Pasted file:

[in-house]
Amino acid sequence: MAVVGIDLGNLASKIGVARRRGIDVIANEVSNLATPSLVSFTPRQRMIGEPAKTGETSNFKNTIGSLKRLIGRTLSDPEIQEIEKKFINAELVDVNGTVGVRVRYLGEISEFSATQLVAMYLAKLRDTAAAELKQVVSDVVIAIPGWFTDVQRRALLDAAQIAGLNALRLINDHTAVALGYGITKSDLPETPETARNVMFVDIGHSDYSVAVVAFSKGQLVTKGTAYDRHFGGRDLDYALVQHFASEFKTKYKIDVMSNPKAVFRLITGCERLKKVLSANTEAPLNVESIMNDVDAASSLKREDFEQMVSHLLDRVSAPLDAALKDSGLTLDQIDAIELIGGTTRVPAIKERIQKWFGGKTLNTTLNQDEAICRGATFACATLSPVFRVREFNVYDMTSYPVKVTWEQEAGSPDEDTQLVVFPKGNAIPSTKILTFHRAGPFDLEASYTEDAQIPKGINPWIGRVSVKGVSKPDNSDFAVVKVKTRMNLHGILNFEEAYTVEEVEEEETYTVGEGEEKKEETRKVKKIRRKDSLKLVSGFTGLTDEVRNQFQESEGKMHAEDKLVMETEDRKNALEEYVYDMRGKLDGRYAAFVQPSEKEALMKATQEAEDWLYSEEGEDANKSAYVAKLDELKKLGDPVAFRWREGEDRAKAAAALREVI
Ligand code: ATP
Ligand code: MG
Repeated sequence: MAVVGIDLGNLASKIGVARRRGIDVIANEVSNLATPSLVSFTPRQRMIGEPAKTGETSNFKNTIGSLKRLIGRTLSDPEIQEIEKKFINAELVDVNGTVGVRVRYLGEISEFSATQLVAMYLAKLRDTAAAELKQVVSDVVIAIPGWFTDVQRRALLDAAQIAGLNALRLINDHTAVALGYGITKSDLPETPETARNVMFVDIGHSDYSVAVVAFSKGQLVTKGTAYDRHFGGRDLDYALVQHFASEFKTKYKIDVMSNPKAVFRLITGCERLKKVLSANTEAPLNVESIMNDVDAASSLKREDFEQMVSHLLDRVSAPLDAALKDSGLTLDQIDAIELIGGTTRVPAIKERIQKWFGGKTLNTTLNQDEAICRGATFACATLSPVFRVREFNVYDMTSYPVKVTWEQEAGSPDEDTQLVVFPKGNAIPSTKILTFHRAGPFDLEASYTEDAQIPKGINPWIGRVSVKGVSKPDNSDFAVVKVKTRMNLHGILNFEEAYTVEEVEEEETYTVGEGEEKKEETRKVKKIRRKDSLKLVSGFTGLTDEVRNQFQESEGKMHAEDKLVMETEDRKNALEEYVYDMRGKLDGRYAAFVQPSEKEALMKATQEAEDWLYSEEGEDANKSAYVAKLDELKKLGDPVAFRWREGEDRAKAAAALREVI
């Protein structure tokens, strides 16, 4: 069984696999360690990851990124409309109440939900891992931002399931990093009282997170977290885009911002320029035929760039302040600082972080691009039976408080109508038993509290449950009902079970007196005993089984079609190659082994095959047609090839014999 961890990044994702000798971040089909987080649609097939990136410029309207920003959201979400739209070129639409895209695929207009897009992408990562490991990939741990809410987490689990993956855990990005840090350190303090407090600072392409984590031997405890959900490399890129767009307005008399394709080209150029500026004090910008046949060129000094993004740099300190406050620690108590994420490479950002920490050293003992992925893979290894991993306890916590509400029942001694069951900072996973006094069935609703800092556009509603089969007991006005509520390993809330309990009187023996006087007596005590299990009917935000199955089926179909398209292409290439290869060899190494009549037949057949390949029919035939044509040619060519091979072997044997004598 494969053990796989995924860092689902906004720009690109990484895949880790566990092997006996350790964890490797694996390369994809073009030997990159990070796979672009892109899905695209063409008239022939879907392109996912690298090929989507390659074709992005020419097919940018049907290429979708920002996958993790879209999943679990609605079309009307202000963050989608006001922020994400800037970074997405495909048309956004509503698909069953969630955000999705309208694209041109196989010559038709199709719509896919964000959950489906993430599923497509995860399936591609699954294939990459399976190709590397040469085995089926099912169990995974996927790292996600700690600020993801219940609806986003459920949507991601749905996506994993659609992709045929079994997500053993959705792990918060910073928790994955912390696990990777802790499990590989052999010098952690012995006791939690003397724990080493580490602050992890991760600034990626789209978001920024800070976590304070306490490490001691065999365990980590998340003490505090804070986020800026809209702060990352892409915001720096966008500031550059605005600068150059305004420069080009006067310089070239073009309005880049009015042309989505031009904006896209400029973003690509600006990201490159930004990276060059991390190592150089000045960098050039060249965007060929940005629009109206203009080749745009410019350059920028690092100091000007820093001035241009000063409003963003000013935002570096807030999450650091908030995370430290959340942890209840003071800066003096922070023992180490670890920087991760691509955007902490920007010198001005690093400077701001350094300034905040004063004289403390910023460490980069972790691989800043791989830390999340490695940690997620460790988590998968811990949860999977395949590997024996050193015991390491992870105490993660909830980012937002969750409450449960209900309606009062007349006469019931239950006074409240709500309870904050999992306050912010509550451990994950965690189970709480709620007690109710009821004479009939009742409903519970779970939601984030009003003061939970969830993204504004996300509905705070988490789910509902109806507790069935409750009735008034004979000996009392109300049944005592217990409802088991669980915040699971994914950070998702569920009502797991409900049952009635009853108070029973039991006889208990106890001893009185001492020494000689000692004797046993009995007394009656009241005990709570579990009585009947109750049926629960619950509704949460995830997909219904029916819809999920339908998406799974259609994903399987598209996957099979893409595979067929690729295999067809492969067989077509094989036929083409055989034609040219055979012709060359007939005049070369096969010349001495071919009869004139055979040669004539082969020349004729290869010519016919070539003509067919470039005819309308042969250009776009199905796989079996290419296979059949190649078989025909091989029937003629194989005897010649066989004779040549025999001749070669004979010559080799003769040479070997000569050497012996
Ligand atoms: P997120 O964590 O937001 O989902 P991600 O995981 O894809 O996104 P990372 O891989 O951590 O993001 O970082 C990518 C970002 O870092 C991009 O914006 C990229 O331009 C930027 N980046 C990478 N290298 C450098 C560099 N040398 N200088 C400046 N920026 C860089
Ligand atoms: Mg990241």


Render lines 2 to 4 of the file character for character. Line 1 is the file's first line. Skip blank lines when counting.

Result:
Amino acid sequence: MAVVGIDLGNLASKIGVARRRGIDVIANEVSNLATPSLVSFTPRQRMIGEPAKTGETSNFKNTIGSLKRLIGRTLSDPEIQEIEKKFINAELVDVNGTVGVRVRYLGEISEFSATQLVAMYLAKLRDTAAAELKQVVSDVVIAIPGWFTDVQRRALLDAAQIAGLNALRLINDHTAVALGYGITKSDLPETPETARNVMFVDIGHSDYSVAVVAFSKGQLVTKGTAYDRHFGGRDLDYALVQHFASEFKTKYKIDVMSNPKAVFRLITGCERLKKVLSANTEAPLNVESIMNDVDAASSLKREDFEQMVSHLLDRVSAPLDAALKDSGLTLDQIDAIELIGGTTRVPAIKERIQKWFGGKTLNTTLNQDEAICRGATFACATLSPVFRVREFNVYDMTSYPVKVTWEQEAGSPDEDTQLVVFPKGNAIPSTKILTFHRAGPFDLEASYTEDAQIPKGINPWIGRVSVKGVSKPDNSDFAVVKVKTRMNLHGILNFEEAYTVEEVEEEETYTVGEGEEKKEETRKVKKIRRKDSLKLVSGFTGLTDEVRNQFQESEGKMHAEDKLVMETEDRKNALEEYVYDMRGKLDGRYAAFVQPSEKEALMKATQEAEDWLYSEEGEDANKSAYVAKLDELKKLGDPVAFRWREGEDRAKAAAALREVI
Ligand code: ATP
Ligand code: MG